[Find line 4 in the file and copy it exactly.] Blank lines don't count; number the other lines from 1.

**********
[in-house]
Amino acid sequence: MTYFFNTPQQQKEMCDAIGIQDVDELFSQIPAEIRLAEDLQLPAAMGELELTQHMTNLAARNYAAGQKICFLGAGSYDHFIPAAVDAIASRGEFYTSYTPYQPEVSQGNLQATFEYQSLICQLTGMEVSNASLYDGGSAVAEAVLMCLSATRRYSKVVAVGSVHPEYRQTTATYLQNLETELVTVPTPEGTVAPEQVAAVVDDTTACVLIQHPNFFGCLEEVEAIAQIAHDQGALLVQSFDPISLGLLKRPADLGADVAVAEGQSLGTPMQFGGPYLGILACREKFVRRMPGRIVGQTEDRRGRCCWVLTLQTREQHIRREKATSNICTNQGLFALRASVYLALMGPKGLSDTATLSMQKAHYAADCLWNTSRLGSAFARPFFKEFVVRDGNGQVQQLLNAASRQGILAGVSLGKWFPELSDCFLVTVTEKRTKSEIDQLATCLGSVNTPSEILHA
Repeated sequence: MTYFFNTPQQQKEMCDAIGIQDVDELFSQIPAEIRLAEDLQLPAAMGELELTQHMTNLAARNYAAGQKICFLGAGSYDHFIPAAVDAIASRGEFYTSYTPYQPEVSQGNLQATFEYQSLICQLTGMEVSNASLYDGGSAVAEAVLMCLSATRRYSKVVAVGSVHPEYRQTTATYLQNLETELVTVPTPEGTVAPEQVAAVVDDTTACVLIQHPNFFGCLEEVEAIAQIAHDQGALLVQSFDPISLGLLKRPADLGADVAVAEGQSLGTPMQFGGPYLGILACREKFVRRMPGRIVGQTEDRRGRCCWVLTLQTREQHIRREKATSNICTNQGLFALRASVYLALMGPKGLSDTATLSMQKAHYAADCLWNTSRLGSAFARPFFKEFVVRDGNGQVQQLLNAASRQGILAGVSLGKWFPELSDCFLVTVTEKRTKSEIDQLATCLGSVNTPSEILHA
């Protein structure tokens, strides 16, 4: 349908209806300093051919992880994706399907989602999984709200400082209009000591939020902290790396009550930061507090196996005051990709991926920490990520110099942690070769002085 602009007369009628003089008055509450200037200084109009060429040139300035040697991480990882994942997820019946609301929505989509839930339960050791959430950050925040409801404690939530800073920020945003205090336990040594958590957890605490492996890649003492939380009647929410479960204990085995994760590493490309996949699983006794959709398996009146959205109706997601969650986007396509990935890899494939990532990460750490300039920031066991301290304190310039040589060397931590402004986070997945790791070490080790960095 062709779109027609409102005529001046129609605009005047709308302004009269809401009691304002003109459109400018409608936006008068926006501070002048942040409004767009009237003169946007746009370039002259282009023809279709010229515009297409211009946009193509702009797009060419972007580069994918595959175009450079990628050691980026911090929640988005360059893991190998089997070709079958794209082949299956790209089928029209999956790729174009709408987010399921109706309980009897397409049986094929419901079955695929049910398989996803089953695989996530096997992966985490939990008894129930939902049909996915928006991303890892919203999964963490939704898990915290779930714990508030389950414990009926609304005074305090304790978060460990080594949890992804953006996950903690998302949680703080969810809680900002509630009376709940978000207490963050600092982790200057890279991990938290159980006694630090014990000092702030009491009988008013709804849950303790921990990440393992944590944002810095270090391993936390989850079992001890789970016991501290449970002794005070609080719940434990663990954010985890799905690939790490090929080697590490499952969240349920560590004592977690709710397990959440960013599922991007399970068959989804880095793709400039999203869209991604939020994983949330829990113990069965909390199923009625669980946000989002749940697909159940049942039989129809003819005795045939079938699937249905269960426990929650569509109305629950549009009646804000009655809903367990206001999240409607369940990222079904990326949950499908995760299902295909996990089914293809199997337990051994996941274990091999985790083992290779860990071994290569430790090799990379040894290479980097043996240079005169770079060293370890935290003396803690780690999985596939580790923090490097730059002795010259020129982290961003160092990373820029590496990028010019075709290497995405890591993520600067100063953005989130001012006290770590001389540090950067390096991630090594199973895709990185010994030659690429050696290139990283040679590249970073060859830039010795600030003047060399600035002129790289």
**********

């Protein structure tokens, strides 16, 4: 349908209806300093051919992880994706399907989602999984709200400082209009000591939020902290790396009550930061507090196996005051990709991926920490990520110099942690070769002085 602009007369009628003089008055509450200037200084109009060429040139300035040697991480990882994942997820019946609301929505989509839930339960050791959430950050925040409801404690939530800073920020945003205090336990040594958590957890605490492996890649003492939380009647929410479960204990085995994760590493490309996949699983006794959709398996009146959205109706997601969650986007396509990935890899494939990532990460750490300039920031066991301290304190310039040589060397931590402004986070997945790791070490080790960095 062709779109027609409102005529001046129609605009005047709308302004009269809401009691304002003109459109400018409608936006008068926006501070002048942040409004767009009237003169946007746009370039002259282009023809279709010229515009297409211009946009193509702009797009060419972007580069994918595959175009450079990628050691980026911090929640988005360059893991190998089997070709079958794209082949299956790209089928029209999956790729174009709408987010399921109706309980009897397409049986094929419901079955695929049910398989996803089953695989996530096997992966985490939990008894129930939902049909996915928006991303890892919203999964963490939704898990915290779930714990508030389950414990009926609304005074305090304790978060460990080594949890992804953006996950903690998302949680703080969810809680900002509630009376709940978000207490963050600092982790200057890279991990938290159980006694630090014990000092702030009491009988008013709804849950303790921990990440393992944590944002810095270090391993936390989850079992001890789970016991501290449970002794005070609080719940434990663990954010985890799905690939790490090929080697590490499952969240349920560590004592977690709710397990959440960013599922991007399970068959989804880095793709400039999203869209991604939020994983949330829990113990069965909390199923009625669980946000989002749940697909159940049942039989129809003819005795045939079938699937249905269960426990929650569509109305629950549009009646804000009655809903367990206001999240409607369940990222079904990326949950499908995760299902295909996990089914293809199997337990051994996941274990091999985790083992290779860990071994290569430790090799990379040894290479980097043996240079005169770079060293370890935290003396803690780690999985596939580790923090490097730059002795010259020129982290961003160092990373820029590496990028010019075709290497995405890591993520600067100063953005989130001012006290770590001389540090950067390096991630090594199973895709990185010994030659690429050696290139990283040679590249970073060859830039010795600030003047060399600035002129790289």